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Inspector's discovery is huge red flag

September 23rd, 2008 4:07 PM by Ron Mastrodonato

Inspector's discovery is huge red flag
What could buyers have done to avoid getting stuck with major repairs?

September 23, 2008

By Ilyce Glink
Inman News

Q: We closed on our new house just two weeks ago and we already have a huge problem. When we had the house inspected in May, the professional home inspector we hired told us to ask the seller for a written disclosure about the water issues in the basement.

The seller wrote that there had been a one-time water event and that he fixed the problem. When we moved in on Aug. 1, we noticed a strong mold odor from the basement and the area was crawling with insects. Clearly, the problem wasn't resolved.

We now have a huge problem because I became sick and we have 2-year-old twins who also got sick. What recourse do we have? It will cost many thousands to make the house livable, as the basement and attic have mold that must be cleared out.

A: In addition to the problem of cleaning up from this mess, another issue you have to face is proving that the sellers knew this was an ongoing issue. The fact that your inspector called your attention to it and told you to ask for a written disclosure about water issues may help you going forward.

However, you also have to be prepared for the fact that this is the result of a major one-time water issue that just wasn't fixed. It's possible the seller thought he had repaired the problem, but didn't. It's also possible he never cleaned up after the mess happened.

Did you get a copy of a receipt from the company that the seller hired to make the repairs? You might want to call and ask for this, and then follow up with the company to find out what was actually done.

Did you do a final walk-through of the property before closing? If you did, did you notice the mold or insect issue? If so, you should have brought up the issue again, at the closing. You could have delayed the closing or held back monies until you had a chance to look further into the issue.

In addition to chatting with the seller and securing the phone number of the company that assisted him, you should also talk to a real estate attorney or a real estate litigator who specializes in disclosure issues who can help you figure out your legal options.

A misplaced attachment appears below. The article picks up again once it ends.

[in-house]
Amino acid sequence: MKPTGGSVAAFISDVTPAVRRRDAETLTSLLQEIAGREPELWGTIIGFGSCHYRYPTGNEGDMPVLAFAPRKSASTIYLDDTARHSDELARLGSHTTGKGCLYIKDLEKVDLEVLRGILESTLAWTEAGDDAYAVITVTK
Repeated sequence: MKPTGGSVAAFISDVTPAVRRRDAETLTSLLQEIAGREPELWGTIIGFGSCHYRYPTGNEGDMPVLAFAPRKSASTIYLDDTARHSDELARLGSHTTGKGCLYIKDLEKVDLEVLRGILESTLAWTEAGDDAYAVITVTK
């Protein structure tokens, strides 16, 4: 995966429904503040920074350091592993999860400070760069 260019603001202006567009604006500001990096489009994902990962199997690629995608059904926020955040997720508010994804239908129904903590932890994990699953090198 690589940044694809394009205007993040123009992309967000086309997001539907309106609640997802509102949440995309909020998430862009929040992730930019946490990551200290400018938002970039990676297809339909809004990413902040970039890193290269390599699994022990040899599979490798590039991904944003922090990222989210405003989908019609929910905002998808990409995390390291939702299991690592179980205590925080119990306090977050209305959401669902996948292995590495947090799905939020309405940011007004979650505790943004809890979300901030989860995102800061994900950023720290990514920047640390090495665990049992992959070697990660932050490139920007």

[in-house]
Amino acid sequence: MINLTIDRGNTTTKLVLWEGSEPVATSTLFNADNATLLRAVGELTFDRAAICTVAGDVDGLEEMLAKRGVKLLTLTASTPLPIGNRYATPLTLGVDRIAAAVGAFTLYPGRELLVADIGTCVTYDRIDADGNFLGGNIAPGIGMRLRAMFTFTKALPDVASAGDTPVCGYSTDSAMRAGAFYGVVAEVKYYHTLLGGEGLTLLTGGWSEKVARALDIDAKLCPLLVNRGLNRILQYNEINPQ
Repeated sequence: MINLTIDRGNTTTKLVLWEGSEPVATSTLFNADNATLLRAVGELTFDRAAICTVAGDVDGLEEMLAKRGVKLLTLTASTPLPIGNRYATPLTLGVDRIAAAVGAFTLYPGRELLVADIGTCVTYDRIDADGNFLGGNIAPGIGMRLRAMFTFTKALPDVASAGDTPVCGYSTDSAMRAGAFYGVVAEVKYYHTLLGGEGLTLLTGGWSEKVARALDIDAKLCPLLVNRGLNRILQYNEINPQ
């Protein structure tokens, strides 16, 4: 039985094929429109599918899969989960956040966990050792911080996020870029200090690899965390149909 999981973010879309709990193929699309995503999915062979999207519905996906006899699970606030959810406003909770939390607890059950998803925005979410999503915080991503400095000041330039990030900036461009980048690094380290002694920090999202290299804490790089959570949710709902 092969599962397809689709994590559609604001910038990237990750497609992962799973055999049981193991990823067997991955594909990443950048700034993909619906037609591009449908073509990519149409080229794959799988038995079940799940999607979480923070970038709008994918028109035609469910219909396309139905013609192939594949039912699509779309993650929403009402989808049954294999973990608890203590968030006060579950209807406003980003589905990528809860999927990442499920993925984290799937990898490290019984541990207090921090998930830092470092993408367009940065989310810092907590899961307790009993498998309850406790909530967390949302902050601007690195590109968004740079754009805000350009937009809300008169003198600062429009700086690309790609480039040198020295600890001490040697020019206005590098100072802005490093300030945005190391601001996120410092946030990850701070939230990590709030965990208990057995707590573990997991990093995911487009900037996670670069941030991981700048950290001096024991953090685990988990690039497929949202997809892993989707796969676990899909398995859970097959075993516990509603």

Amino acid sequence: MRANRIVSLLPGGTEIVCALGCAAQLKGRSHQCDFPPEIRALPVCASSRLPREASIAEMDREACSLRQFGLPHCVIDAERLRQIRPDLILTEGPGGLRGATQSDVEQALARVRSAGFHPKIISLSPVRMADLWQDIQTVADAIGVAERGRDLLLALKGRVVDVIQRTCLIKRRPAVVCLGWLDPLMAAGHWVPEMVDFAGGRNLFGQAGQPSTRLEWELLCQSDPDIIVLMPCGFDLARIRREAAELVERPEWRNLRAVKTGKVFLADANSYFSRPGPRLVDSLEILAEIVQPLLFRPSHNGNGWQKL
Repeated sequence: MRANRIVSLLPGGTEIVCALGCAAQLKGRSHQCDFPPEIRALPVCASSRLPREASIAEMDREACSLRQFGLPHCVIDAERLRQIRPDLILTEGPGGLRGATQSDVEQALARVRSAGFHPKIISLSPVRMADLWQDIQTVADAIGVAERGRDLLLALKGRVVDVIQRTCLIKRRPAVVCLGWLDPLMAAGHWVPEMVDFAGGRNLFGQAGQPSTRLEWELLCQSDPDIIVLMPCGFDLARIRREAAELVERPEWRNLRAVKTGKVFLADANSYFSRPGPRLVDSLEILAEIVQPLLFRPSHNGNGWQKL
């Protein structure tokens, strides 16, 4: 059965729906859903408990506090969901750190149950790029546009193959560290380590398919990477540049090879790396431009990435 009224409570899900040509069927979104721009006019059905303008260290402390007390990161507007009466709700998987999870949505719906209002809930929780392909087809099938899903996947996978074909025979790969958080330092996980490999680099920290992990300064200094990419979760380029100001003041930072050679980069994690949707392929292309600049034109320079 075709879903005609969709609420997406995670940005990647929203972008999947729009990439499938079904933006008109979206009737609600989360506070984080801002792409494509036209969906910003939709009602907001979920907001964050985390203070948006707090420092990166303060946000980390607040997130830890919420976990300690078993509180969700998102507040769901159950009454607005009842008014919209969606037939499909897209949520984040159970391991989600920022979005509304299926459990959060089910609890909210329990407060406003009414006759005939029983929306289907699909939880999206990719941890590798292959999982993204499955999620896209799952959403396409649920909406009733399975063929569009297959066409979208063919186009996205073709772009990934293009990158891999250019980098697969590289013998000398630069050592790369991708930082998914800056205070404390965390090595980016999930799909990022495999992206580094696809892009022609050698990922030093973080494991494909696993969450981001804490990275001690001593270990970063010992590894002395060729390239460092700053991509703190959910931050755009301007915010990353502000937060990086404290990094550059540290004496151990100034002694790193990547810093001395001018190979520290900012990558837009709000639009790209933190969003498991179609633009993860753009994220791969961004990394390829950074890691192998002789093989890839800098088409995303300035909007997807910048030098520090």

Finally, many home inspectors will suggest to their buyers that they should investigate certain issues further. In some cases, an inspector's recommendation can be ignored, but in others it's essential. But in any case, when an inspector raises the issue, it should be a huge red flag for the potential buyer.

Certainly, if the inspector saw a problem, the inspector should have told you about the problem in addition to telling you to get more information about it.

As a suggestion for other buyers that may face a similar recommendation in a home inspection, the buyer should stop at that point and ask more questions. What problem has the inspector spotted? What raised the red flag? What could be the cause of the problem? What's the worst-case scenario caused by that potential problem? What's the worst-case scenario for the cost to repair that problem?

If the buyer has that information, he or she can at least have a better understanding as to the issue involved. Some inspectors flag these comments in bold letters; others mark these items as urgent; and still others merely make a passing reference to the potential problem.

In some inspections, it can be difficult or impossible to find the cause of a problem without cutting into walls or performing other invasive tests on a home. Once the inspector has flagged a potential problem, the potential buyer should be on notice that the problem could end up being minor, or it could be a major headache and money-pit issue.

If your seller knew of the water problem, failed to disclose the problem to you but was required under your state laws to disclose this type of problem, you might have a case against him. But it will be up to you, in many cases, to prove that the seller knew of the problem, failed to fix it, failed to disclose it to you, and it was a big deal.

Once you know what the costs to repair the issue are and if you sit down with an attorney to explore your options, you will have a better idea as to whether you can expect to go after the seller or not.

Q: Five years ago I bought my first property. It was a single-family home with a studio apartment attached. I have just been notified by code enforcement that the previous owner never pulled permits for the studio.

Can I sue him for the costs I will incur in rectifying the situation? Also, I noticed on all of his real estate deeds he uses an incorrect address. Does this affect the validity of the transaction?

A: In most states, you have a certain number of years to sue the seller for failing to make accurate disclosures or for breach of contract issues. Since you bought the property five years ago, it's likely that the statutory period expired. You should discuss your legal options with a litigator who has experience in real estate and seller disclosure law.

In terms of the transaction being valid, you should go back to the title company or escrow company that helped you close your deal and discuss the "inaccurate" address issue with them. However, the address of a home is usually not as important when you buy and sell real estate as the legal description of the property. If the legal description is correct but the address is wrong, you are probably fine -- but a real estate attorney could verify that for you.

To get even more valuable advice from Ilyce, visit her Personal Finance and Real Estate Center.

Posted in:General
Posted by Ron Mastrodonato on September 23rd, 2008 4:07 PM


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